Posted by Rohit Prakash on 14 Nov, 2018
Let us first meet Nikhil.
He is a class 8 student from a government school in UP. Since last one year, he has been learning from his tablet and building various working models. One such is that of a fan he made a while ago from waste items lying in his home. Look at this video where he is excitedly sharing his creation:
I am very hopeful when I say this. We have sowed the seeds of a future scientist in Nikhil. And who knows, if he continues to get access to skill based content and the right guidance, he very well may become one.
Today, there are many children like Nikhil who are using their personalised learning tablets set up in their government schools for enjoyable learning.
Why am I able to do this today? Is mobile and tab based learning really the future?
The rural regions and our underserved citizens in those areas are right at the cusp of riding a mobile powered development wave. Affordable mobile phones and android are reaching the homes of our rural most regions in every state of India. It has fast become their defacto access to information, livelihood, entertainment and even govt support/subsidies now.
The best part of this mobile revolution is that there is almost a natural adoption to it. Consider your case. When you first bought a smartphone, was there anyone to train you?
The way I see future and transformation in rural learning is to leverage this reach and natural adoption to android powered touch devices to deliver enjoyable & interactive learning content right at the finger tips of the learner.
I had written a blog sometime back on why educational tablets for government schools have the potential to disrupt rural learning. Please read the same here:
There is another very important piece to the puzzle though. Availability of learning content in local language. In India, close to 65% of students still learn in their local language. But availability of quality learning material in local language is still very limited and that too difficult to access and use.
When I was starting iDream Education with my friend Puneet, we were very clear on certain fundamentals. One of the key ones was to work on student centric digital learning solutions that align to the natural psychology of all stakeholders in government school ecosystem.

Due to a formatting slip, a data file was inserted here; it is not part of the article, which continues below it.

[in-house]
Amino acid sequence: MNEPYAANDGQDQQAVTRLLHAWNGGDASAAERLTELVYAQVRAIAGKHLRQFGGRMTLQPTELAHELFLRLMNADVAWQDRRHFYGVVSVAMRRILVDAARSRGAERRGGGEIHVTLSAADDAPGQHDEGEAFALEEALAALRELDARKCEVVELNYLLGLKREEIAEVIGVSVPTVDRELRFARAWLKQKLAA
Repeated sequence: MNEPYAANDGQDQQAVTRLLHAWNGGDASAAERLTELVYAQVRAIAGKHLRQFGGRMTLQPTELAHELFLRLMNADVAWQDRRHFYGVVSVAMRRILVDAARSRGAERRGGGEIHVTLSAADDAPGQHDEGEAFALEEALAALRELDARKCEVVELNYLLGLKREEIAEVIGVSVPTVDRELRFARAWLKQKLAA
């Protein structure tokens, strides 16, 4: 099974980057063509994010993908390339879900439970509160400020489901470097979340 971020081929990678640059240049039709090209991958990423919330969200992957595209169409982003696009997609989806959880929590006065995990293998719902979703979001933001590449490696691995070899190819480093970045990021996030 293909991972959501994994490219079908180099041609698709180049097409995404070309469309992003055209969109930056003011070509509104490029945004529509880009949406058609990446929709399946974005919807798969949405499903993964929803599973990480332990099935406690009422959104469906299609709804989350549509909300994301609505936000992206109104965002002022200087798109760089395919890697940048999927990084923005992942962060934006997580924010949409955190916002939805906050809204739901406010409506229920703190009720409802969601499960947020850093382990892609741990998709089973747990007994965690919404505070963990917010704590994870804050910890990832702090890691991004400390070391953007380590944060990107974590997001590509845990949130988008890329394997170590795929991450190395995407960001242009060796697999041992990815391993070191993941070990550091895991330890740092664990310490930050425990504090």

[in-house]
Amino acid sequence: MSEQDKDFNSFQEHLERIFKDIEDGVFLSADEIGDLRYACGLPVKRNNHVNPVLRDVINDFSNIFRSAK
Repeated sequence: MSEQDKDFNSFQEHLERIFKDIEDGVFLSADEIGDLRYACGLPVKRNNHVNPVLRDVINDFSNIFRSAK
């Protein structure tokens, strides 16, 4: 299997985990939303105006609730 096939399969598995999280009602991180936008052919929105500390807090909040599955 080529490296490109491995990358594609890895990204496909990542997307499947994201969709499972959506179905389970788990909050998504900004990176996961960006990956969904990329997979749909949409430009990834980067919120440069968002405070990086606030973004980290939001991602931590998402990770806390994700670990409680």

One of our core products TABLAB is built on these fundamentals. Via a multilingual, integrated and a personalised learning platform, we deliver local language content across multiple categories on a tablet. These tablets are stacked in an auto charging rack and are used by students in government schools. Key here is to uncomplicate everything and make it so easy & hassle free that there is almost a natural adoption to it. Because then, it can scale.
So, TABLAB essentially has become a plug n play learning lab that is easy to set up, easy to use & manage, is cost effective and very scalable. To answer your question, I strongly believe basis my experience that such a hassle free student centric approach can make good quality education accessible to low income communities.
Mobile however presents even a stronger and much more scalable approach to make digital learning reach the last mile learners. It is affordable as well.
We have also just launched an iDream Learning App.
It is a unique adaptive practice app that guides users to master every topic and improve their scores.
To summarise, tab and mobile based learning is definitely an approach with a lot of merits as shared above to make good quality education accessible to the last mile learner or the low income communities.
However, any solution must complement the psychology and natural behaviour of all stakeholders involved in the learning ecosystem. It must solve their needs and make life easy for them.
In case you would like to discuss more, please feel free to write to me at email@example.com
Here's our website with more information on our work: www.idreameducation.org